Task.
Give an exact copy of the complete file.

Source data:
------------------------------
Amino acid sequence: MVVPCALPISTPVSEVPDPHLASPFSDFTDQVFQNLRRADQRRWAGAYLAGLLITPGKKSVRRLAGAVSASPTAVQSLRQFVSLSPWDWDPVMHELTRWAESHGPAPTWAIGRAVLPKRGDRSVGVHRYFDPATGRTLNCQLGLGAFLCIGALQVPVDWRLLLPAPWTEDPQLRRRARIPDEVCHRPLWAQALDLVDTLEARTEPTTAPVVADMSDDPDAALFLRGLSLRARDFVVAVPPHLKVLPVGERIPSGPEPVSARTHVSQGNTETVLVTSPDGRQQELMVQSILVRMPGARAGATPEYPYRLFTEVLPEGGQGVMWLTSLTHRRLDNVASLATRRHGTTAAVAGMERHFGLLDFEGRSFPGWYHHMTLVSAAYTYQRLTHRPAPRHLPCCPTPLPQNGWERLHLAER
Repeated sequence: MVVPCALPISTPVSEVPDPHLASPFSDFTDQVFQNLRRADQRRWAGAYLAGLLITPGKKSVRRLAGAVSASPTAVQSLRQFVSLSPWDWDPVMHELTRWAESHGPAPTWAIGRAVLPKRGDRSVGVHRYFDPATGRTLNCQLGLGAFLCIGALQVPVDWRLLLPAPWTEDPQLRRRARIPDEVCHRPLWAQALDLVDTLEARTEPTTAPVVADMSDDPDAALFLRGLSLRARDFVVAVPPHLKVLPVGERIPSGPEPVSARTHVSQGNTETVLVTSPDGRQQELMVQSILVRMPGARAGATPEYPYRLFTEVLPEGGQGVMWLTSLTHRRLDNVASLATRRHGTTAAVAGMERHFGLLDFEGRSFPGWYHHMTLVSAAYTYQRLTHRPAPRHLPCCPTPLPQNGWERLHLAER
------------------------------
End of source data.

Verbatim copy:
Amino acid sequence: MVVPCALPISTPVSEVPDPHLASPFSDFTDQVFQNLRRADQRRWAGAYLAGLLITPGKKSVRRLAGAVSASPTAVQSLRQFVSLSPWDWDPVMHELTRWAESHGPAPTWAIGRAVLPKRGDRSVGVHRYFDPATGRTLNCQLGLGAFLCIGALQVPVDWRLLLPAPWTEDPQLRRRARIPDEVCHRPLWAQALDLVDTLEARTEPTTAPVVADMSDDPDAALFLRGLSLRARDFVVAVPPHLKVLPVGERIPSGPEPVSARTHVSQGNTETVLVTSPDGRQQELMVQSILVRMPGARAGATPEYPYRLFTEVLPEGGQGVMWLTSLTHRRLDNVASLATRRHGTTAAVAGMERHFGLLDFEGRSFPGWYHHMTLVSAAYTYQRLTHRPAPRHLPCCPTPLPQNGWERLHLAER
Repeated sequence: MVVPCALPISTPVSEVPDPHLASPFSDFTDQVFQNLRRADQRRWAGAYLAGLLITPGKKSVRRLAGAVSASPTAVQSLRQFVSLSPWDWDPVMHELTRWAESHGPAPTWAIGRAVLPKRGDRSVGVHRYFDPATGRTLNCQLGLGAFLCIGALQVPVDWRLLLPAPWTEDPQLRRRARIPDEVCHRPLWAQALDLVDTLEARTEPTTAPVVADMSDDPDAALFLRGLSLRARDFVVAVPPHLKVLPVGERIPSGPEPVSARTHVSQGNTETVLVTSPDGRQQELMVQSILVRMPGARAGATPEYPYRLFTEVLPEGGQGVMWLTSLTHRRLDNVASLATRRHGTTAAVAGMERHFGLLDFEGRSFPGWYHHMTLVSAAYTYQRLTHRPAPRHLPCCPTPLPQNGWERLHLAER